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A Floridata Plant Profile #55 Ilex cassine
Common Names: Dahoon holly
Family: Aquifoliaceae (holly Family)
Wallpaper Gallery (3 images)

tree  Shrub  Attracts Birds For Wet, Boggy Areas Tolerant of Shade and Low Light Conditions Has Ornamental (non-edible) Fruit Has evergreen foliage Useful for fresh and/or dried arrangements

dahoon holly berries
Dahoon holly holds its showy berries for a good part of the year. They provide a source of food for birds and wildlife during the winter.
Dahoon holly is a small tree that has a narrow growth habit of upward pointing branches that grows to a height of up to 30 ft (9.1 m). It is often found in swamps and other wet locations where it achieves its greatest size. In warm winter areas the dahoon is evergreen but tends to shed its foliage in colder climates. The leaves are simple with smooth edges with just a few small sharp teeth and a sharp bristle at the tip. They are 2-4 in (5-10 cm) long and about 1 in (2.5 cm) wide). The small white flowers are inconsicuous and appear in spring. In the winter, female trees are covered with bright red or yellow berries.

Ilex cassine is native to the eastern United States from Virginia to Florida to Louisiana.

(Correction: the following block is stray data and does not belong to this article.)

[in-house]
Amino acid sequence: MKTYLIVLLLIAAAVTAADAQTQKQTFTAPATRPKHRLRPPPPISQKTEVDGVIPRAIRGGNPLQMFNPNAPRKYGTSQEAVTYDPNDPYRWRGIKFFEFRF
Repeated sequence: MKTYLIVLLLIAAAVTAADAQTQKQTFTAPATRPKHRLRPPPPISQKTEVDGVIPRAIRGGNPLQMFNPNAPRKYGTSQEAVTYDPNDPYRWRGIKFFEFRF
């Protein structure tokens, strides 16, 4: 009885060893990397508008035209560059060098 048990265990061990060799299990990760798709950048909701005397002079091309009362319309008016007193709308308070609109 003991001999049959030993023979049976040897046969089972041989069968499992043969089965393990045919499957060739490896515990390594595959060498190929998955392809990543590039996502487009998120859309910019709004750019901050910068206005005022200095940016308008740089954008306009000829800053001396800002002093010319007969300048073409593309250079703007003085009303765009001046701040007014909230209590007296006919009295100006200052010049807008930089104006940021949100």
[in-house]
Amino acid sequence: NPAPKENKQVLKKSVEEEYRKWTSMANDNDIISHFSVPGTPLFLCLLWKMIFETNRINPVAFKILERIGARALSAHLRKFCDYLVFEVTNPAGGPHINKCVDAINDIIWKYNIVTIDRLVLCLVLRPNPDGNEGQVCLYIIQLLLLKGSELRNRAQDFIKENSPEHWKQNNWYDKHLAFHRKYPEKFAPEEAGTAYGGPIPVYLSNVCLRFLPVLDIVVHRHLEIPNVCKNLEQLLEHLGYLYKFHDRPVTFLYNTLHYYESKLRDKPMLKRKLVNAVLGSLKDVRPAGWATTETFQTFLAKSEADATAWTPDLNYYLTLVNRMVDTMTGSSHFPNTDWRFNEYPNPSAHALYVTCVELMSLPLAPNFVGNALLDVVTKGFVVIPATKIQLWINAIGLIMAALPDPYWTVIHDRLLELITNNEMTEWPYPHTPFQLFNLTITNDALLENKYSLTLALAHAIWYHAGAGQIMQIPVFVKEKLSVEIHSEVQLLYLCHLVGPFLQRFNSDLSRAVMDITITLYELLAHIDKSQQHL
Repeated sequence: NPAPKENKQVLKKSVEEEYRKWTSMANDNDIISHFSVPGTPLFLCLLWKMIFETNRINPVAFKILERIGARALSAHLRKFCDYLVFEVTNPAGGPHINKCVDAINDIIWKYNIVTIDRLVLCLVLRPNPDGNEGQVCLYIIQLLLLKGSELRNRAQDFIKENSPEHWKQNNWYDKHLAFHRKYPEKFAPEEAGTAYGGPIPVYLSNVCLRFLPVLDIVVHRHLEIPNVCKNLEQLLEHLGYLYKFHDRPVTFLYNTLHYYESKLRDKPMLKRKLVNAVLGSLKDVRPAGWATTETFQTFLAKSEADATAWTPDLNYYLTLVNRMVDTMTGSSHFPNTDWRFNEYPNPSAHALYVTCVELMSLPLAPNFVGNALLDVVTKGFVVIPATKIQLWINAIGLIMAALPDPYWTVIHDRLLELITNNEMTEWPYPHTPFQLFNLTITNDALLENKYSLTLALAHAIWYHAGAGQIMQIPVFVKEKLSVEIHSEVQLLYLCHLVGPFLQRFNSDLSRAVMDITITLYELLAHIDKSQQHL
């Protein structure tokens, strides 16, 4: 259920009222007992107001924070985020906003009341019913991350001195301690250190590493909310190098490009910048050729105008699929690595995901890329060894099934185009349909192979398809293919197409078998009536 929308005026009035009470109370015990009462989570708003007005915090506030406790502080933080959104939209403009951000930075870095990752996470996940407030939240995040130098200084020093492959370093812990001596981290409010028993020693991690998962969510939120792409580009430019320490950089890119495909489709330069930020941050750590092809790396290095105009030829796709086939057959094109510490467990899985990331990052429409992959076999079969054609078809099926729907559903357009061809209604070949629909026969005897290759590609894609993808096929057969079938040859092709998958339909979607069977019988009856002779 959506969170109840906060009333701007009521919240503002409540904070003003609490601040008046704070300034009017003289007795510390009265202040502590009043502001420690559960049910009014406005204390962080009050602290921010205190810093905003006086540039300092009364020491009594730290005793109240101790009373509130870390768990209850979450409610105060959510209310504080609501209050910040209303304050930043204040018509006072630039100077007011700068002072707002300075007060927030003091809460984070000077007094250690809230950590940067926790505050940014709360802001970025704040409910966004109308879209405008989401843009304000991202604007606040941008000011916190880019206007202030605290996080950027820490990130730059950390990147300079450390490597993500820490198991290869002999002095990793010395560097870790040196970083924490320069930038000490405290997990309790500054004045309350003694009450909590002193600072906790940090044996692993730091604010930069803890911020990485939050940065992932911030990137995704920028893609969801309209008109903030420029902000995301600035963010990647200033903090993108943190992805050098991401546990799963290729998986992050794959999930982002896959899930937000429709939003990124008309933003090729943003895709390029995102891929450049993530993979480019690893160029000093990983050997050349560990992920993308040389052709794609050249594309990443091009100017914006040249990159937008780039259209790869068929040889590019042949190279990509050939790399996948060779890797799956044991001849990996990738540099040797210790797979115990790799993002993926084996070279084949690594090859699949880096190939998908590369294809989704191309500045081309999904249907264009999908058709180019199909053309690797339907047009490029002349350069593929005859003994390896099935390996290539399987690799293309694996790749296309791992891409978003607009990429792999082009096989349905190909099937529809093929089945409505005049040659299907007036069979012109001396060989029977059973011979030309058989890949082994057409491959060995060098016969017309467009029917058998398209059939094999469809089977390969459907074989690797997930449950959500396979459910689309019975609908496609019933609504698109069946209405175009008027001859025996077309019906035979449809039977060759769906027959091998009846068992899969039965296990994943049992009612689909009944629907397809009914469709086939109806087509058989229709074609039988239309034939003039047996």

Light: Dahoon is adaptable to most conditions from full sun to deep shade.
Moisture: Likes light sandy soil; native of swamps and boggy areas, can adapt to drier situations if watered during dry periods.
Hardiness: USDA Zones 5-10.
Propagation: Propagate by seeds and cuttings. If you have access to established plants suckers and layers (stems that root where they touch the ground), these can be dug and potted up until established for 6-12 months before planting out in the landscape.

dahoon holly
Jack planted this dahoon holly beside the Catfish Pond, an area that is sometimes flooded sometimes dry. It is sending up suckers and forming a berry-bearing clump from which the local birds happily dine in winter.
This is a wonderful native tree for landscapes that can be used in woodland plantings or in wet areas at the edge of lakes and streams. Tolerates brackish water and low-light conditions so it is perfect as an understory tree especially in swampy areas. Plants can be easily transplanted or suckers dug and transplanted (get the owner's permission first - see Warning below). Within its growing range, the dahoon is becoming increasingly available as more nurseries respond to the ever increasing interest in gardening with native species.

If you have a problem wet spot on your property and are wondering what to do with it consider the dahoon holly. Combine with bald cypress (Taxodium distichum), wax myrtle (Myrica cerifera) and wet loving relatives like inkberry (Ilex glabra), yaupon holly (Ilex vomitoria) and winterberry (Ilex verticillata). The dahoon's bright red berries attract hungry birds and other wildlife throughout the winter. They appear in fall just in time to play starring roles in Christmas wreaths and holiday arrangements.

Dahoon holly is listed as commercially exploited species by the Florida Department of Agriculture. It is protected and wild populations should not be disturbed. Check locally to see if dahoon is endangered in your area.

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